Following on from the first prediction in our series yesterday, here’s a fairly common animal in the zoo of failed predictions: the surprise election. Thanks to this iconic photo, there’s probably no example more famous than when Democratic nominee Harry Truman beat Republican nominee Thomas Dewey by a comfortable margin in the 1948 US presidential election.

Virtually every expert prediction got this one wrong, including those from individuals and groups sympathetic to the then-incumbent. The unfortunate Chicago Tribune had relied on the forecast of its political correspondent (who had gotten four out of five election predictions right in his career) and the polls, nearly all of which indicated a Dewey victory. This was relatively early days in terms of the science of public polling, and the election error prompted some major advances in methodology.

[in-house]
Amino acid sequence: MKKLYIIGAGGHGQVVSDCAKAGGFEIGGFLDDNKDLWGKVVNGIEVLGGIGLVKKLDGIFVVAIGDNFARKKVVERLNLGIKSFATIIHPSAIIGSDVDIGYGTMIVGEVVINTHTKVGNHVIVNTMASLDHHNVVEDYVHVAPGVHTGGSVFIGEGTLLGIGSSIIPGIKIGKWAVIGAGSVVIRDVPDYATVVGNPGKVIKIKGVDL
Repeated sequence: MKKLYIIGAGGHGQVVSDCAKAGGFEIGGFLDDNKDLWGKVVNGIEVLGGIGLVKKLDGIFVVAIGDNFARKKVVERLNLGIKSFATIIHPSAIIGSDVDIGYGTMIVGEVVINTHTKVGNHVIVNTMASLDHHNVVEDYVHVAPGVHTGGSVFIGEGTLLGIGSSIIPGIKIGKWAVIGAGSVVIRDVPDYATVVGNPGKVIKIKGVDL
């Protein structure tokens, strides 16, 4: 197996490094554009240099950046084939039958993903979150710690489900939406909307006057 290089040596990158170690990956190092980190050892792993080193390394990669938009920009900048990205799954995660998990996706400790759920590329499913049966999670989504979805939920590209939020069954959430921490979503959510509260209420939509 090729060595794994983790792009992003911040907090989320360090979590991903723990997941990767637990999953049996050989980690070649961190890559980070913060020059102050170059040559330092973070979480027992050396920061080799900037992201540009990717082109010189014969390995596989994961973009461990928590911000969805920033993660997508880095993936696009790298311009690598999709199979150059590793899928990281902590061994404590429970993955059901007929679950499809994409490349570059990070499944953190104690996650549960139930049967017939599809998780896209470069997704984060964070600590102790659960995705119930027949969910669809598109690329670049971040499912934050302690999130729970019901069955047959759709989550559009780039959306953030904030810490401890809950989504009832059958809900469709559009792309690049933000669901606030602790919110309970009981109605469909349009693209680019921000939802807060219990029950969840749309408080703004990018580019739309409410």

Misled by evidence from elections prior, pollsters had falsely determined that US presidential election voters always make up their minds by September. As a result, for the 1948 election they simply stopped polling by the end of August, thus missing a late swing for Truman. Pollsters also began to switch away from quota-based sampling to random sampling, and would place a newfound importance on predicting not just candidate preference but also likelihood of turnout.

The science of forecasting has come on a long way since then of course: witness Nate Silver’s impressive 50/50 prediction for the most recent US presidential elections (from a model based on principles which aren’t a far cry from those of almanis). But we still get it wrong: nearly every expert and poll – including Mr. Silver – predicted another Hung Parliament in the UK’s general election this year. The chance of either party forming a majority was seen as slim at best. What went wrong?

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